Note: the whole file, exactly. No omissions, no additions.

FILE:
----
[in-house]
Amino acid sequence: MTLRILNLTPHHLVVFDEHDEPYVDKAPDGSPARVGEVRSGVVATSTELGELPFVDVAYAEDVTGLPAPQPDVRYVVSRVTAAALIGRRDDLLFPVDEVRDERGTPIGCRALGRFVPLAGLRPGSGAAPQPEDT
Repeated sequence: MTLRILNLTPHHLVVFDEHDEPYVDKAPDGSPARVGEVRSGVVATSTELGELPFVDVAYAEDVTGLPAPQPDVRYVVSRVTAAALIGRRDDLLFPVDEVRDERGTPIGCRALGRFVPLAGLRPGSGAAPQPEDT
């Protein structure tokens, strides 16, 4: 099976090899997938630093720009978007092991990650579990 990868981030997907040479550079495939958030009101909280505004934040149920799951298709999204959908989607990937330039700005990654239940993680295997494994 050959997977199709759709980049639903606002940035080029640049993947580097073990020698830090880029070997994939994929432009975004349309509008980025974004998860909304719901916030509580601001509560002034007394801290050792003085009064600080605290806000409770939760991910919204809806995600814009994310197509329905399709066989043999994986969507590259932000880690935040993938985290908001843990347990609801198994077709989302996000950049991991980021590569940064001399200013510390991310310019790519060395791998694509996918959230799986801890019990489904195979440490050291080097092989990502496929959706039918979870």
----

[in-house]
Amino acid sequence: MTLRILNLTPHHLVVFDEHDEPYVDKAPDGSPARVGEVRSGVVATSTELGELPFVDVAYAEDVTGLPAPQPDVRYVVSRVTAAALIGRRDDLLFPVDEVRDERGTPIGCRALGRFVPLAGLRPGSGAAPQPEDT
Repeated sequence: MTLRILNLTPHHLVVFDEHDEPYVDKAPDGSPARVGEVRSGVVATSTELGELPFVDVAYAEDVTGLPAPQPDVRYVVSRVTAAALIGRRDDLLFPVDEVRDERGTPIGCRALGRFVPLAGLRPGSGAAPQPEDT
């Protein structure tokens, strides 16, 4: 099976090899997938630093720009978007092991990650579990 990868981030997907040479550079495939958030009101909280505004934040149920799951298709999204959908989607990937330039700005990654239940993680295997494994 050959997977199709759709980049639903606002940035080029640049993947580097073990020698830090880029070997994939994929432009975004349309509008980025974004998860909304719901916030509580601001509560002034007394801290050792003085009064600080605290806000409770939760991910919204809806995600814009994310197509329905399709066989043999994986969507590259932000880690935040993938985290908001843990347990609801198994077709989302996000950049991991980021590569940064001399200013510390991310310019790519060395791998694509996918959230799986801890019990489904195979440490050291080097092989990502496929959706039918979870």